How To Hire The Best Employees In 7 Steps
In this month’s cover story, Apple Grower of the Year co-winner Jeannette Evans advises growers to “surround yourself with as good a people as you can find. You’re as good as the people you surround yourself with.”
Evans is right. The success of your business depends on hiring the right people to fill your needs. Sometimes staffing can be an afterthought, but your business is only as strong as the employees you hire. But, exactly how do you hire the right people?
In a session at this year’s North American Farmers’ Direct Marketing Association convention, Judy Kolk of Klayben Farms presented tips for successful recruitment and offered advice on what to ask when you are interviewing potential employees. Here’s 7 steps to hire the best employees.
1. Know What You’re Looking For — Kolk says before you place a help wanted ad or start interviewing candidates, think about:
- Values most important to you and your business;
- Qualities and skills your best employees have;
- Staffing needs you have.
2. Write A Good Job Description — Use all the information you’ve gleaned from the questions above to describe the culture of your business, what your expectations are, and what employees will be getting out of the position. Screen applications and resumes for qualities that you’ve identified as being important to you and your business. Take note of any experience that would also make a candidate a good fit.
3. Seek Employees In Creative Ways — Use your farm’s Facebook page or Twitter account to advertise for a position. You can create a “jobs” or “career” page on your farm’s website as well. Think about asking for referrals from current and past employees and even from local clubs and organizations (4-H, church groups, library, etc.).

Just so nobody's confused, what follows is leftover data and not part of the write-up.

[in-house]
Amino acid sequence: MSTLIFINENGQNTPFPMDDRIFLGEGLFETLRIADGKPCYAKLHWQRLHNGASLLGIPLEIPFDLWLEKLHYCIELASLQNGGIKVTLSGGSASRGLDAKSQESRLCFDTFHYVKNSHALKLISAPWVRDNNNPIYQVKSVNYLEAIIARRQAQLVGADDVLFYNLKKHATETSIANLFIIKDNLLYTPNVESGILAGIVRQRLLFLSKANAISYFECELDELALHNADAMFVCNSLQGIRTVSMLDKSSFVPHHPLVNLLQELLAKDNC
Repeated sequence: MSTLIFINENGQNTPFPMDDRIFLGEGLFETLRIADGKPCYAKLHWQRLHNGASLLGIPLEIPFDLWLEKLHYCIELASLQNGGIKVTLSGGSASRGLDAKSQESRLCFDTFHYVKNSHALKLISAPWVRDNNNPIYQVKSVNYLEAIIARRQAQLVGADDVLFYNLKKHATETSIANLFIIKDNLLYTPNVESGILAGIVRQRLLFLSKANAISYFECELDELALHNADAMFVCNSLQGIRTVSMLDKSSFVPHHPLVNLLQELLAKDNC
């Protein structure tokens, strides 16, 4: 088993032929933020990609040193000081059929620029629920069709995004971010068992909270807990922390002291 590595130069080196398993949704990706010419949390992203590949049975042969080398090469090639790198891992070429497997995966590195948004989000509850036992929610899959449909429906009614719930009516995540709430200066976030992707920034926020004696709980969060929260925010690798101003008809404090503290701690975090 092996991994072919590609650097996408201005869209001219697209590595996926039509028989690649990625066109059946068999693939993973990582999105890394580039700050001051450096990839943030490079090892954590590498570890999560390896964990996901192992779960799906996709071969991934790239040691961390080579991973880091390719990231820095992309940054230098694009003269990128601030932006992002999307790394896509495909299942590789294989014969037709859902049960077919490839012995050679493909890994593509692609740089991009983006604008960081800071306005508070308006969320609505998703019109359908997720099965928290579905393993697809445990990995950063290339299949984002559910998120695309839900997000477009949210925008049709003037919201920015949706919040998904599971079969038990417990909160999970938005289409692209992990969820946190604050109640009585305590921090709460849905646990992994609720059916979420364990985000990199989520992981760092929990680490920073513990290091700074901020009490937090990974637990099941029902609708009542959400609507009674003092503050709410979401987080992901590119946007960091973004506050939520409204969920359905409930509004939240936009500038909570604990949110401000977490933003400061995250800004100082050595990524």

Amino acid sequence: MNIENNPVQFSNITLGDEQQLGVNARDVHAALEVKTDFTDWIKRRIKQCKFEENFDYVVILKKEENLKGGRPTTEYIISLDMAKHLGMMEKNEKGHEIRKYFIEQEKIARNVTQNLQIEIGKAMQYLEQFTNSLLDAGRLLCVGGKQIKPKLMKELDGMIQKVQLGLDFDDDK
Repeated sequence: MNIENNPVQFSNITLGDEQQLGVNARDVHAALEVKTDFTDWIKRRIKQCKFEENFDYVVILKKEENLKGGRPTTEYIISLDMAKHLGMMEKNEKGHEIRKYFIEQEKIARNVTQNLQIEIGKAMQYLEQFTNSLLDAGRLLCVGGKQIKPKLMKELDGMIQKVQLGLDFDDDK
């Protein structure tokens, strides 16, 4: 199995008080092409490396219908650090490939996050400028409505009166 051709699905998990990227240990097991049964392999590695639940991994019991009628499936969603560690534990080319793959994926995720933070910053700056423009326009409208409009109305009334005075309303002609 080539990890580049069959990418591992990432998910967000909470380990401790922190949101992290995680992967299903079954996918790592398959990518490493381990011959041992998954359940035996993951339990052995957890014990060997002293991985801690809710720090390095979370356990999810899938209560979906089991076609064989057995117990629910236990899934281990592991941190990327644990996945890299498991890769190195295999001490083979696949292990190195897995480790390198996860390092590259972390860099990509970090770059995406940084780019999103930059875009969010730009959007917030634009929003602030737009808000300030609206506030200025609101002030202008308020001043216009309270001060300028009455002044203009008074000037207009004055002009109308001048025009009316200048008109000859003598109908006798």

4. Details Matter — Kolk says she won’t consider a candidate for a job until he or she has completed a basic application, and this sets a professional tone to the process. She also asks for a minimum of two references with current telephone numbers. Once you’ve selected some potential candidates to conduct interviews with, pay close attention to the little details during the interview — the applicant’s body language, promptness, etc. Little details matter to you and your business, and those should matter in interviews, too.
5. Take Your Time When You’re Interviewing — Don’t rush through the interview; set the tone by making clear what the position is and start by verifying the candidate’s information. This allows the applicant time to get comfortable and relax — you’ll have a better interview experience.
Listen and take notes on the type of answers the candidate is giving — are they positive or negative, critical or resentful? Follow up on vague answers. Ask behavioral questions to reveal how the candidate approaches challenges, their resourcefulness, and personal responsibility such as “Can you describe a situation when you had to do something at work that you did not know how to do?”
6. Do Your Homework — When checking references, ask about the candidate’s reliability, teach-ability, quality of work, and impact on the team. Also think about asking:
- How did he/she take correction?
- Would you hire him/her again?
- Would you trust this person with money or keys?
- List the top three strengths of the candidate.
7. Follow-Up — As the interview is wrapping up, make sure to describe the next steps. Kolk says that if you have any concerns about a candidate, ask for a third reference as a test. If a third reference isn’t supplied, the candidate shouldn’t be considered. After you’ve made a job offer to the candidate, and he or she accepts, send a welcome letter and include vital information such as start date and time, clothing requirements, and orientation and training requirements.
Although it may seem like a long approach, taking extra steps in the hiring process will help assure that you’ve selected the right people to be ambassadors for your farm market. Your customers will feel welcomed, and this will hopefully result in more sales and a successful season for you and your business.